Furthermore, a subset of maize gene sequences appears resistant to MuTAIL analysis. For example, even though a large fraction of the lines contained the bz1-mum9 locus in this study, we did not identify the locus in the MuTAIL sequence libraries. While hybridization experiments confirm that bz1 is amplified by several arbitrary primers in the optimized set, the locus was not amplified at all by the Arabidopsis arbitrary primers and only amplified at 1.75-fold redundancy with the optimized primers. In addition, the bz1 hybridizing signals are typically weaker in comparison with the other genes tested in the 10-locus panel, which suggests that the relative concentrations of bz1 sequences in pools of MuTAIL products are lower and less likely to clone. These results indicate that some genes will not amplify and/or clone easily with MuTAIL, but it is important to note that all other flanking PCR methods have this disadvantage. Methods such as adapter-mediated PCR or inverse PCR rely on restriction sites that are sufficiently close in order to amplify a flanking sequence. Even applying a broad collection of enzymes with these methods will not promote amplification of all genes within a genome. In addition, short flanking sequences are typically recovered when restriction enzymes with 4-bp recognition sequences are used. This makes subsequent gene identification difficult unless the products derive from organisms with complete genome sequence. The Maize Gene Discovery Project has overcome these technical challenges with the RescueMu transgene. Using RescueMu, this genome project has submitted ~178 000 GSS sequences to DDBJ/EMBL/GenBank that derive from ~65 000 rescued plasmids. However, these sequences only represent a small fraction of the transposon insertions within the plants sampled, because the RescueMu transgene accounts for ~5% of the Mu elements when propagated in the native high-copy Mu-active genetic background (15).

In contrast, MuTAIL has advantages over other methods by its ease of application, by the long average length of amplified sequences and by sampling from the native complement of transposons within the genome. TAIL-PCR is a method that requires a minimum number of sample manipulations and is therefore readily automated. In our adaptation, we use two PCRs that simply require mixing PCR reagents and diluted DNA samples. The low number of manipulations makes the method attractive for high-throughput applications, as shown by the use of TAIL-PCR for amplifying T-DNA insertions in Arabidopsis (17). However, the TAIL protocol has not been used in high-copy insertion lines potentially due to concerns about aberrant priming when a large number of specific priming sites are present in the DNA template. Our data suggest that MuTAIL both samples and represents the relative abundance of transposon insertion sites within a DNA template. DNA gel blots with the MuTAIL genomic templates show a higher complexity of Mu insertions in lines that gave more unique insertion sites. Furthermore, we tested eight single-copy flanking sequences from Mu-active lines for inheritance and found a distribution of 4:2:2 for parental, new germinal and somatic insertions consistent with the relative over-representation of parental insertions within a pooled DNA template.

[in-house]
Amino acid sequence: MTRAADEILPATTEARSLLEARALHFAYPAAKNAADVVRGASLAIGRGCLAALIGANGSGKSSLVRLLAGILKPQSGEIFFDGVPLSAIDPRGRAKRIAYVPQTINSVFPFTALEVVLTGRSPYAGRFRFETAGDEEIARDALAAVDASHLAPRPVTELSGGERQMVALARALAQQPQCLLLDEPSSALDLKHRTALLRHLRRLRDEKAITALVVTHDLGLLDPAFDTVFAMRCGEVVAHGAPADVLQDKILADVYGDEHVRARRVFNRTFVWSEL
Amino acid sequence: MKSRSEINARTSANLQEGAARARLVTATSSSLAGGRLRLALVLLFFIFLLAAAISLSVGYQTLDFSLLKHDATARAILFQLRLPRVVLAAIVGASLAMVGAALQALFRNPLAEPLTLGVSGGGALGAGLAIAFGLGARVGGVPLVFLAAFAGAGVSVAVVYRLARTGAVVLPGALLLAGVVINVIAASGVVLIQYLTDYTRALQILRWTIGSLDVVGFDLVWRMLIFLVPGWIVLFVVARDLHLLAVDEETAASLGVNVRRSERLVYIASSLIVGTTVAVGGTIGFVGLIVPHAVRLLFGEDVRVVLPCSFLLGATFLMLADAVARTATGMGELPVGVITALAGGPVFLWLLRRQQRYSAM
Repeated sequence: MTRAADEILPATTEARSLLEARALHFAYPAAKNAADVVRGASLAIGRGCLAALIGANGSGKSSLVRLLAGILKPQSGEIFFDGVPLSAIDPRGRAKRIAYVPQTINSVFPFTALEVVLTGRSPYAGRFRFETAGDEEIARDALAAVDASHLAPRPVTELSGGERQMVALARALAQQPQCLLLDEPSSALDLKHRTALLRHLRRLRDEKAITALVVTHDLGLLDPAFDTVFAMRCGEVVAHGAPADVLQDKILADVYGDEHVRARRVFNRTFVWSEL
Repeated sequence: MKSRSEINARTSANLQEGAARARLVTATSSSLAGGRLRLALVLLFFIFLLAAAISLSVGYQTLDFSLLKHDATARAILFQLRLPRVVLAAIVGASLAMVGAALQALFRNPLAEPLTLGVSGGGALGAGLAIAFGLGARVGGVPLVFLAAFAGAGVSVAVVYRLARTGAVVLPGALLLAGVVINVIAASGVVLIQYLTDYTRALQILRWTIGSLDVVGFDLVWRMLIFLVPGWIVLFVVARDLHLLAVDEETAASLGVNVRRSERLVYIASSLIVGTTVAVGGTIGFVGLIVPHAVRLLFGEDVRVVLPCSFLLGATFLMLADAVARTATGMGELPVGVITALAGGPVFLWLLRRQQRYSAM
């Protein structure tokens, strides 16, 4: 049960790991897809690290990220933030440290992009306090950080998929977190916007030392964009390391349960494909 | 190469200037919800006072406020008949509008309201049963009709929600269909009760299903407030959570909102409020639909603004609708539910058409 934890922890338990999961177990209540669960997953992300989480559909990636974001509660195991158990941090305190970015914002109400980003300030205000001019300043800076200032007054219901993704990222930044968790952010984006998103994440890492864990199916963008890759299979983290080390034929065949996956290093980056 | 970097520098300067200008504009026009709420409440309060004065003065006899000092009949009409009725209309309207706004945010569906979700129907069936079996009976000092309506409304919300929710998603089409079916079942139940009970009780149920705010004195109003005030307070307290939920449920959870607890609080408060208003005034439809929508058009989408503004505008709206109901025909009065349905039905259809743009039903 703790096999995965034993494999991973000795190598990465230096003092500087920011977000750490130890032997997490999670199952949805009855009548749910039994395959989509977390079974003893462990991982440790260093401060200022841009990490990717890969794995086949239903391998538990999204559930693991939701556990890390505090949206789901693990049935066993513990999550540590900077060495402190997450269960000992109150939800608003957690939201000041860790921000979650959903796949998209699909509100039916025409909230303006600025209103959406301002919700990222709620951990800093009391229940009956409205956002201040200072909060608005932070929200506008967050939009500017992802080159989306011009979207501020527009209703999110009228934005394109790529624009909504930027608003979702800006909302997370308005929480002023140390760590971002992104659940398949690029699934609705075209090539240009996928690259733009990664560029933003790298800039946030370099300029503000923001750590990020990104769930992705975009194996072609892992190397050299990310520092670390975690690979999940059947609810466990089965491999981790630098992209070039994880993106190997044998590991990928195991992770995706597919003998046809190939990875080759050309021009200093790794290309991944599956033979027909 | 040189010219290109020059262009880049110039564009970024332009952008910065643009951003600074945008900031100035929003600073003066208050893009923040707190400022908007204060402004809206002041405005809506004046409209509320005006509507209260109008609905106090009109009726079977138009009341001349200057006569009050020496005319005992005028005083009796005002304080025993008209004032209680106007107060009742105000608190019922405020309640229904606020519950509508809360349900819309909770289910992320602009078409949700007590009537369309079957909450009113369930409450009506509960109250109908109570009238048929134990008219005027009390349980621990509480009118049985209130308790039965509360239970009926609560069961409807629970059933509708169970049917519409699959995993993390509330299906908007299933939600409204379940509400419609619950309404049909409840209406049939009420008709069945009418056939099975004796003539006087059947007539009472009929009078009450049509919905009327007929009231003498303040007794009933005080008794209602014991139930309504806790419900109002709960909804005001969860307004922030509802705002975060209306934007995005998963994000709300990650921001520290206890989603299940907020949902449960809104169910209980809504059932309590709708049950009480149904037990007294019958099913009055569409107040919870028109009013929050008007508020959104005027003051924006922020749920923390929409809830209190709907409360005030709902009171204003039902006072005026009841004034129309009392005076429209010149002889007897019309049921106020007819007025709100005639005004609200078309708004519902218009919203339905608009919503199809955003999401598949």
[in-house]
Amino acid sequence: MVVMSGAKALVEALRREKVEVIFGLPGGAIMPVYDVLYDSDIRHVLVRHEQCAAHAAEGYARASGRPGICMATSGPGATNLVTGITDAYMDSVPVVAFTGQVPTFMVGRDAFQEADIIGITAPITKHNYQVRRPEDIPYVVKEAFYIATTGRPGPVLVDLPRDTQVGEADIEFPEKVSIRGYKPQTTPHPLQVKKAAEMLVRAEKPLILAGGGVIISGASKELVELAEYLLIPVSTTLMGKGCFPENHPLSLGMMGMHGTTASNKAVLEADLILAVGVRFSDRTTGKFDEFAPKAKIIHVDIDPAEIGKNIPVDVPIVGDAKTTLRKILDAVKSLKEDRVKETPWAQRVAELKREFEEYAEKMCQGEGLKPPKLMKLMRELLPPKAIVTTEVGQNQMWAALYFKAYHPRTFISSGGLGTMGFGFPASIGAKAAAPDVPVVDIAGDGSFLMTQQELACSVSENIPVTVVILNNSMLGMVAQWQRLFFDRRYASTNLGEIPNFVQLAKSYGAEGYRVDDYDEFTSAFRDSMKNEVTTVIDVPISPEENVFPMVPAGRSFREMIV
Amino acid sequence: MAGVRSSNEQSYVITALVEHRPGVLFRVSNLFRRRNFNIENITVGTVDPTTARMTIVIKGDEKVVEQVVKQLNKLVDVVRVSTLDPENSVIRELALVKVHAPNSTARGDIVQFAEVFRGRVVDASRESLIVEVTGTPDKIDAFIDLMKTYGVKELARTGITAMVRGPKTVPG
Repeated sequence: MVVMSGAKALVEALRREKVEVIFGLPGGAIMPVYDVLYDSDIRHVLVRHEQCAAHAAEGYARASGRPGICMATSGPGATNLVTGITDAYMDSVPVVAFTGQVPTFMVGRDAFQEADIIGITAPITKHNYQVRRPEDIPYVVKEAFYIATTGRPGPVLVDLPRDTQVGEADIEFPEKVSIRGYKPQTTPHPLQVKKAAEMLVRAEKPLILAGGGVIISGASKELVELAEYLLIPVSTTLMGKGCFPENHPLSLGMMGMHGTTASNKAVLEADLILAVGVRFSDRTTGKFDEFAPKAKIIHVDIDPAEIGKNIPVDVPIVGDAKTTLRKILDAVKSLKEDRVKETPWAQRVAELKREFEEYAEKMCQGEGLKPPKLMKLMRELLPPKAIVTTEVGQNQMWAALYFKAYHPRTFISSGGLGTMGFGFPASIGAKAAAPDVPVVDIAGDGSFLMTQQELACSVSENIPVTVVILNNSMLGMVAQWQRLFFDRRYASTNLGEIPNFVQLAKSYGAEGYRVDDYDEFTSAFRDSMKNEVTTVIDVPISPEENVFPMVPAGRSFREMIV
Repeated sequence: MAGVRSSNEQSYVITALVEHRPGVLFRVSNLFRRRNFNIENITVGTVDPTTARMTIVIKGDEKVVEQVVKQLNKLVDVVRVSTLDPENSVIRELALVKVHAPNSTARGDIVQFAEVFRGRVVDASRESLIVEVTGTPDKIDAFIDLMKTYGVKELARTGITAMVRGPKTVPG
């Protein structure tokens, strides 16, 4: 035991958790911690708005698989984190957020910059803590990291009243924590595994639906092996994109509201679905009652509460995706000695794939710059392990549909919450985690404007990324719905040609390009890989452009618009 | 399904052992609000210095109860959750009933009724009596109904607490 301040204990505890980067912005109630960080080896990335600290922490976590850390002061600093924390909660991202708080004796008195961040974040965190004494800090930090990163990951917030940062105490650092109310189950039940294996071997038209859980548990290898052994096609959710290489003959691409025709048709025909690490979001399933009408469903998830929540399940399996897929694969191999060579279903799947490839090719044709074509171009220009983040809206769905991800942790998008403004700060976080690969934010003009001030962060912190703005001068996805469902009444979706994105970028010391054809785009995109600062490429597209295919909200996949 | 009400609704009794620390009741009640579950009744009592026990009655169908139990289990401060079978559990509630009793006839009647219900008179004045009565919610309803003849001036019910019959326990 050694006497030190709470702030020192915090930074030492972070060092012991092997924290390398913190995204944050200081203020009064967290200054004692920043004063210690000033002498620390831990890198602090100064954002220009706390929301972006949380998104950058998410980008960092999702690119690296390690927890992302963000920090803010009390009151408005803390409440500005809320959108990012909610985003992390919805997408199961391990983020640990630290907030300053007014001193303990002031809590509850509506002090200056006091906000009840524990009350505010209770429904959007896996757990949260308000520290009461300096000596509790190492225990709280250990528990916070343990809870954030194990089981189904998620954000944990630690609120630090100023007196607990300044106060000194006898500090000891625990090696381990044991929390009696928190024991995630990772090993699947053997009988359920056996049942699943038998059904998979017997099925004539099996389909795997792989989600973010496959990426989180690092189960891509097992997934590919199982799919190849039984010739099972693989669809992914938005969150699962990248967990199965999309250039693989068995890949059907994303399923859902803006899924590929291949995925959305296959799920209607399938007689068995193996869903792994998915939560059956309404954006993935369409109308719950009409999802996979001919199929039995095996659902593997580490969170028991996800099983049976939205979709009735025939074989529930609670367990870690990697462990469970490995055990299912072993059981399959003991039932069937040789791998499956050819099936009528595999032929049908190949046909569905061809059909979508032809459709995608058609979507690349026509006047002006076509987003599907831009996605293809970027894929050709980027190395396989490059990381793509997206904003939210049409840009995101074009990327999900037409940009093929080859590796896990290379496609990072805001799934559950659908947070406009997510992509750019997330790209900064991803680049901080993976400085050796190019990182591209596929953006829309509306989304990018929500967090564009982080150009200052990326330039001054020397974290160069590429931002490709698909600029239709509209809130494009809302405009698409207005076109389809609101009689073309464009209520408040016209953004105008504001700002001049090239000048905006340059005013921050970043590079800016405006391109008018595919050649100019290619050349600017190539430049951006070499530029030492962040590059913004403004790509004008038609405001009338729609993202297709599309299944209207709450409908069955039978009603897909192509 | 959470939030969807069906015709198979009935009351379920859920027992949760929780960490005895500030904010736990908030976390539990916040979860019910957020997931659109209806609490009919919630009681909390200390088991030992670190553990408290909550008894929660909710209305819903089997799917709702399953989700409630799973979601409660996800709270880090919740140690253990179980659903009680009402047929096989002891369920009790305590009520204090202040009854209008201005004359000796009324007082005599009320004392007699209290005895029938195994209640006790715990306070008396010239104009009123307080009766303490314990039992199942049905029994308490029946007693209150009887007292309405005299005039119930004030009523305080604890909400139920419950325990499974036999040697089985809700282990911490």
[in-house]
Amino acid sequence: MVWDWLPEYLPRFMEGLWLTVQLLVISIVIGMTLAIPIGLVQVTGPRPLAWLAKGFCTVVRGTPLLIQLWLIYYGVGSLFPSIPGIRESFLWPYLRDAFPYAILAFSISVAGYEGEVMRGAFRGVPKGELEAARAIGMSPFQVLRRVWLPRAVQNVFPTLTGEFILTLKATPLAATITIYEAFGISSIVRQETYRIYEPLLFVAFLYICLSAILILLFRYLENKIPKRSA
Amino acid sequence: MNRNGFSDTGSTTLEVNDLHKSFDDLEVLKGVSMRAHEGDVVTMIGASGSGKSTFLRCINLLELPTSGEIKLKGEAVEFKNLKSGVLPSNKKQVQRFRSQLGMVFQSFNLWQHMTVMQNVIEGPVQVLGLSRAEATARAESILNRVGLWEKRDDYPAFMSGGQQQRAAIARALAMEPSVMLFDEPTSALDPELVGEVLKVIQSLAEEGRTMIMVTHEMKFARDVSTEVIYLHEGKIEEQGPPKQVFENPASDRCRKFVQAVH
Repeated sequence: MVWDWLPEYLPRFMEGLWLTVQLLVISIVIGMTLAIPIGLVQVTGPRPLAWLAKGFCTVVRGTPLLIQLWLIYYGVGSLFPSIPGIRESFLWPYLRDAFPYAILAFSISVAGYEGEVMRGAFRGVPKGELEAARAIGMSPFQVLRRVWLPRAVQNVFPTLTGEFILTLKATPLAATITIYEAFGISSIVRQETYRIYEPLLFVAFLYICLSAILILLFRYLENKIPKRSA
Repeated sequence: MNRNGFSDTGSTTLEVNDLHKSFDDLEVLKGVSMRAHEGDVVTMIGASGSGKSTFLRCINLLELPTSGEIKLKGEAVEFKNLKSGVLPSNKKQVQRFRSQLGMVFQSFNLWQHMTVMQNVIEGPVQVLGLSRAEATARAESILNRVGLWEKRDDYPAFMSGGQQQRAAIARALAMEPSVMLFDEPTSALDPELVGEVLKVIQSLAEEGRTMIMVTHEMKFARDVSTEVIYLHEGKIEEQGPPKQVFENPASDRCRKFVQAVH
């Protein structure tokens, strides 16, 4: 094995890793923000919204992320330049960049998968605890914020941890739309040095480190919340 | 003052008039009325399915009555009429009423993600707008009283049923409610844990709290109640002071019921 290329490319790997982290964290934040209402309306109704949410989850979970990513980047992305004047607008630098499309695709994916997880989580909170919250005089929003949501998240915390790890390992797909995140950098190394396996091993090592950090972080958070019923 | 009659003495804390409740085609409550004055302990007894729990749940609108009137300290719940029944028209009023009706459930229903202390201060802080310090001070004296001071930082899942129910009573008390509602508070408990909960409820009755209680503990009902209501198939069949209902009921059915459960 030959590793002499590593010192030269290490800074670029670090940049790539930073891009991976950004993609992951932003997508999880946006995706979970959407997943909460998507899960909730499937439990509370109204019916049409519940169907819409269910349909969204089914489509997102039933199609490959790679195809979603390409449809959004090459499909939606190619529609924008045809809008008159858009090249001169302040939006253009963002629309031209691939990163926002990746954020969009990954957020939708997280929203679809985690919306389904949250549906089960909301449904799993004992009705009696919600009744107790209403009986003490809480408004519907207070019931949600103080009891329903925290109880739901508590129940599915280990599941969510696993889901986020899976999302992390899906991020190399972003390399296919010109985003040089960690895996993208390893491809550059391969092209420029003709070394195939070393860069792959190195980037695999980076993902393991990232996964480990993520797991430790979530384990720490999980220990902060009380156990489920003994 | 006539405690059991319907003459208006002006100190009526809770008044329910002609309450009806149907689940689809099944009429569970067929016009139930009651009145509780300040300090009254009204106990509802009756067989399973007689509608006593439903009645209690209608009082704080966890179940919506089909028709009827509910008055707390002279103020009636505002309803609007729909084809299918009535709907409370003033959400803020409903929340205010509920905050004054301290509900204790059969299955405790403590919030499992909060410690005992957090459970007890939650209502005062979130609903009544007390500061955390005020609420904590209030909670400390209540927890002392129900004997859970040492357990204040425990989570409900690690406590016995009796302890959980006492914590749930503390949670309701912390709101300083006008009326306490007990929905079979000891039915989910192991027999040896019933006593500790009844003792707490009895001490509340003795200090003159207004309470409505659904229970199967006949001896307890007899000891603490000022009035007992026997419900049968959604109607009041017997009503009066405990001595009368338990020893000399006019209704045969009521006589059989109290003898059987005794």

Because active Mutator lines contain a family of mobile elements that have polymorphic TIR sequences, applications that utilize native Mu elements benefit from a minimum bias in representation of different family members. While we did not attempt a quantitative comparison of sequences amplified with the TIR4 and TIR8 nested primers, analysis of the Mu-TIR sequences recovered with TIR4 suggests an apparent bias against Mu1 and Mu4 sequences. This bias could be caused by differences in the relative numbers of Mu family members between the DNA templates examined, by differences in amplification/cloning efficiency of the Arabidopsis versus optimized arbitrary primers or by differences in amplification/cloning efficiency of the TIR4 versus TIR8 nested primers. We did not observe a marked difference in the 10-locus hybridization results when the MuTAIL products were primed with the TIR4 or TIR8 primers, suggesting that the nested Mu-TIR primer is not the primary determinant of the amplified Mu-flanking sequences (data not shown). However, the optimized MuTAIL protocol, which uses TIR8, does recover a larger percentage of matching 9-bp target site duplications. Together, these observations suggest that the optimized protocol more accurately reflects the population of Mu-TIRs found in a pool of insertions.